Black and Pregnant: 9 Ways to Celebrate Your Experience
Pregnancy can be a beautiful experience. You’re setting sail on an adventure toward a brand new life with a brand new little one, and with that comes excitement and anticipation. Unfortunately, Black pregnant moms can face particular challenges—including societal stigmas and higher risk of certain complications—that can take the wind out of your sails.
But doing your due diligence, taking care of your physical and mental health, advocating for your experience and asking the right questions can help you feel empowered and joyful on this journey. You may have to dig a little deeper, but it’s possible to find happiness and peace during pregnancy. Ready to navigate these choppy waters with strength and confidence? Here are nine ways to celebrate being Black and pregnant.
Research shows that reflective journaling can boost endorphins and reduce overall stress. Consider starting a gratitude journal, or simply jot down daily musings in a notebook; this can help keep your spirits high and encourage more mindfulness in your day-to-day life. What’s more, in the years to come, you’ll love looking back at a diary that documents this special time. Check out Effie’s Paper and Copper and Brass—two Black-owned stationery companies.
Tonya A. from Nashville, Tennessee, says that having a Black midwife and doula team in her corner made all the difference. “I felt supported and heard throughout the whole pregnancy, which actually made room for joy.” What’s more, a Black ob-gyn or midwife may have a better grasp of the specific and very real challenges you face—physically, mentally, emotionally and socially—during this vulnerable life stage.
Go all out and glam it up. Get yourself a hair and makeup appointment, buy an outfit that makes you feel beautiful and hire a photographer to take some photos of you during your pregnancy. Seeing pictures of yourself looking happy and gorgeous and strong—while growing a human being—will serve as a reminder of all the incredible things you can do.
Get friends and family members (or your online community) engaged in your pregnancy by hosting a lighthearted contest. Have people place bets on baby’s birthday, guess the sex of baby and predict the name you’ll choose (it might even spark inspiration!). Those who are invested in learning the answers will share in your happiness as these exciting surprises are revealed. It’s a great way for others to rally around you in support.
Make a pregnancy playlist of your favorite songs that inspire you to dance, or remind you to celebrate your power and the beautiful new life that’s on the way. A few possible tunes to include: “Good morning, Gorgeous” by Mary J. Blidge, “I am Light” by India Irie, and “Golden” by Jill Scott. This playlist (or a separate one) can also serve you in the delivery room.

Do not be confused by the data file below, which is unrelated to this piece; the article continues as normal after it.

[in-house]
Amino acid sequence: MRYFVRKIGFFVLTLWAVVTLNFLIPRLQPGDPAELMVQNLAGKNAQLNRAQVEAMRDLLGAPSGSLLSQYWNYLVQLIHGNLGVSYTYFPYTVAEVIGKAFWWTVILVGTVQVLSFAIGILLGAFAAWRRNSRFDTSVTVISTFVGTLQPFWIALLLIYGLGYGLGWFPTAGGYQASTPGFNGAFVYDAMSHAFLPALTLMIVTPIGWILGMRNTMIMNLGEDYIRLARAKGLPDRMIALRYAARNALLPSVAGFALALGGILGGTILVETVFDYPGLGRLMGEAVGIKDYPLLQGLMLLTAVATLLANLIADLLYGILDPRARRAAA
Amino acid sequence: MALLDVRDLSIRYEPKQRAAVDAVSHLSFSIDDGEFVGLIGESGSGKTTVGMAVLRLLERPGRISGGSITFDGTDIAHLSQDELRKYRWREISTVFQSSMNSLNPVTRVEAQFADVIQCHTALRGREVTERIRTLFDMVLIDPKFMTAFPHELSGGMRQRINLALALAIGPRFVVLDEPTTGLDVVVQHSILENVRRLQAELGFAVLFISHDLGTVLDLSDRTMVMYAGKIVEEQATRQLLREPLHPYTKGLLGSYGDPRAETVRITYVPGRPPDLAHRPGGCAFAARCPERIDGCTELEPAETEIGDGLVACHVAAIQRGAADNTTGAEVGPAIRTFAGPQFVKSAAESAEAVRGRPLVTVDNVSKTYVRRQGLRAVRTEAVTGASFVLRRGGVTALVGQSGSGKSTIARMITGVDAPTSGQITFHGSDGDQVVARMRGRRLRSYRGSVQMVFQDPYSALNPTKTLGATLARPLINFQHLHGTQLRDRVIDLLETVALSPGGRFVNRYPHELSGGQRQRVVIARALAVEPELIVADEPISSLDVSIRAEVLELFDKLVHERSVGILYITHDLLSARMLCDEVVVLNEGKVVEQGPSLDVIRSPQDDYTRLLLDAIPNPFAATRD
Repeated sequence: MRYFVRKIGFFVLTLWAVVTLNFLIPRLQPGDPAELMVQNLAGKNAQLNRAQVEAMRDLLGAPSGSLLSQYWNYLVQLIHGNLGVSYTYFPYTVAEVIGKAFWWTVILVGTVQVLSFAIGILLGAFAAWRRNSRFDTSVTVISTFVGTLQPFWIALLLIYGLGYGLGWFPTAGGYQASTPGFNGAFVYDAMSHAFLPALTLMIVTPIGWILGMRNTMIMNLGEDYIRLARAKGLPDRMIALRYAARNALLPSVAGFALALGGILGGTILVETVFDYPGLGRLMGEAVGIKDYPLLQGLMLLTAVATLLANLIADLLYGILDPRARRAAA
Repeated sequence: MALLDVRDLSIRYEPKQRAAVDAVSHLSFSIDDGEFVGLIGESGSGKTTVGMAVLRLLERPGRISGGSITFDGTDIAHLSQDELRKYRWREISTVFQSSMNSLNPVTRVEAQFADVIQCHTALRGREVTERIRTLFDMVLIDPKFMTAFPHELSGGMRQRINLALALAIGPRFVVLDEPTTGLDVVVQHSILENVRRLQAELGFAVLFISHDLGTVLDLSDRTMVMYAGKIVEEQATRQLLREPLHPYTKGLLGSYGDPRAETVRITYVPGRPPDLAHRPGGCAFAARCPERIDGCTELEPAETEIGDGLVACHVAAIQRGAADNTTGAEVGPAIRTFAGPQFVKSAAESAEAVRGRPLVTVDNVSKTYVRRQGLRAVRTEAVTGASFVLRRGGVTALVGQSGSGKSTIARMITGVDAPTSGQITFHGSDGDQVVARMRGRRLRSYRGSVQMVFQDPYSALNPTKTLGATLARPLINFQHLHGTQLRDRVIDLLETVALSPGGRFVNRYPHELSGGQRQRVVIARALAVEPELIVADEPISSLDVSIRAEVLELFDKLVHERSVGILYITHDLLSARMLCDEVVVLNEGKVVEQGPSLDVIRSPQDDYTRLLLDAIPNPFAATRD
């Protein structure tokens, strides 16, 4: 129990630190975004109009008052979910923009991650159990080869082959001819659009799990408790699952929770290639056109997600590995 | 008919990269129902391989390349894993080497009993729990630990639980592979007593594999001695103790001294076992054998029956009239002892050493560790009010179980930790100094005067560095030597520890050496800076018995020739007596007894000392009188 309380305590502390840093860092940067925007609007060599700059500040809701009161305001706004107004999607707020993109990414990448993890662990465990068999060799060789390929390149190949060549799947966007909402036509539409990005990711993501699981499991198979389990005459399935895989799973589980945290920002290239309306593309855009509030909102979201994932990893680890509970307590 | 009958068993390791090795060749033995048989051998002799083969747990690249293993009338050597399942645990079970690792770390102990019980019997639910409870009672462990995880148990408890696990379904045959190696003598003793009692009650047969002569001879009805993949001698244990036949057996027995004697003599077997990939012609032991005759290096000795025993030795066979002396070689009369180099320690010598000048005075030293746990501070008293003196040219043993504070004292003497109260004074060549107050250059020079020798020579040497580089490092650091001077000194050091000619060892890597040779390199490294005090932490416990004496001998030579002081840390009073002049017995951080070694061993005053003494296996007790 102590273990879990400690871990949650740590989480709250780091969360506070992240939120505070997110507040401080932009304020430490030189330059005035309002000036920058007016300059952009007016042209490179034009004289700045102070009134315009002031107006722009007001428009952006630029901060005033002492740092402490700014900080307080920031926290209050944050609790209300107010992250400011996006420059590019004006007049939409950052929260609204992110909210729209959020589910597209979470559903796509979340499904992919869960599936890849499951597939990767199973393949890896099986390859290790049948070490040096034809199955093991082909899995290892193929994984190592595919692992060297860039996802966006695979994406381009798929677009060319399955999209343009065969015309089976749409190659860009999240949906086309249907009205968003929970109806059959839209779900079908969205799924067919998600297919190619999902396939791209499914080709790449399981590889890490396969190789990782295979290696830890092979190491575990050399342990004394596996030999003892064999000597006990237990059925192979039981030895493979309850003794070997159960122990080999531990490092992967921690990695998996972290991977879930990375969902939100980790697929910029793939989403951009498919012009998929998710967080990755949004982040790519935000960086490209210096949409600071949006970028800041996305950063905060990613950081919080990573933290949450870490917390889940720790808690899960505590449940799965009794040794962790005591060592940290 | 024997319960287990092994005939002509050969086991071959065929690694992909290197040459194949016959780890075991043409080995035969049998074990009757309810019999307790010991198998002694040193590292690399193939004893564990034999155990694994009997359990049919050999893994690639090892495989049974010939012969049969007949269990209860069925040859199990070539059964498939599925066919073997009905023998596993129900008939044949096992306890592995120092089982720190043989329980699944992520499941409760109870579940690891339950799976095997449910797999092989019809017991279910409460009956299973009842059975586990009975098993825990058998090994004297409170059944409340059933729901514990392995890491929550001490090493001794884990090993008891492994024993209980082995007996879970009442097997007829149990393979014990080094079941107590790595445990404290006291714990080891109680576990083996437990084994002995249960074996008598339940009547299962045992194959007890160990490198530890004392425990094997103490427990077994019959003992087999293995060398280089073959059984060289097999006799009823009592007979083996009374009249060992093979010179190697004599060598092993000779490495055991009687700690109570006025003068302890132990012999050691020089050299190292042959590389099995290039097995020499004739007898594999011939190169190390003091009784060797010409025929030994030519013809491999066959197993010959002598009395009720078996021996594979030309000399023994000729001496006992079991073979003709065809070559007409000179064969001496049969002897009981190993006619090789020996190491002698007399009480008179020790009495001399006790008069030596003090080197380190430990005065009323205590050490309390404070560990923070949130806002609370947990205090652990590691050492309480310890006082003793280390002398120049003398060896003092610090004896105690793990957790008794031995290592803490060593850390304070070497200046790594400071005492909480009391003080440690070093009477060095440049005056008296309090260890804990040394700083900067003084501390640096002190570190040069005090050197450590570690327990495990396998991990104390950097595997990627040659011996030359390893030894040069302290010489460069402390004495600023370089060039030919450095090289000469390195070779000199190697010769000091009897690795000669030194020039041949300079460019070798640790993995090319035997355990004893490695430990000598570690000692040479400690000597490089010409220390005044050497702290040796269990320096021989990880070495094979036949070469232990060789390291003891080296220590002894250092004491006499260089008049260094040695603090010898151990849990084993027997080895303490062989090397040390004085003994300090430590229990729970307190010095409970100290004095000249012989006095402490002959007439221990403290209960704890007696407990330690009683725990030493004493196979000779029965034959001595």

Reading always provides a good escape—plus, it’s a great way to relax your body while stimulating your mind. Make a reading list for each month of your pregnancy with books that share the strength of Black women, make you laugh or remind you that joy is your birthright. A few potential titles to include on the list: Black Joy: Stories of Resistance, Resilience, and Restoration by Tracey Micheel Lewis-Giggetts; Chicken Soup for the Soul: I’m Speaking Now. Black Women Share Their Truth in 101 Stories of Love, Courage and Hope) by Amy Newmark and Breena Clarke and Please Don’t Sit on My Bed in Your Outside Clothes by Phoebe Robinson.
The wisdom of other Black moms you know can go a long way when feelings of isolation kick in. Ask your family members, friends and co-workers to share video clips with their personal stories and words of encouragement to help you get through tougher times. They can upload their individual snippets to a site like Tribute.com. In the end, you’ll have a montage of all those familiar smiling faces, kind words and reassuring anecdotes—and you can turn to it again and again for inspiration.
Social media can be a great distraction and a source of comfort if you find the right accounts. (Find the wrong ones, and it can be a dark rabbit hole.) Be mindful about how you use social media. Facebook has support groups you can engage with, like Black and Married with Kids. And Instagram has plenty of accounts featuring moms and moms-to-be who share the good, the bad and everything in between. Seek out Black “momfluencers” who inspire and inform, and find your online support community.
Pregnancy is hard. Being Black and pregnant can be even harder. The feelings that come with the territory are often heavy, so actively pursue those lighthearted moments. Plan activities with your friends and loved ones—no pressure and no expectations necessary. Just play and laugh and enjoy yourself, whether you schedule a bowling outing, go on an excursion, plan an afternoon at the pool or simply set aside a day to binge-watch romantic comedies. Find the fun, and share it with the people in your life.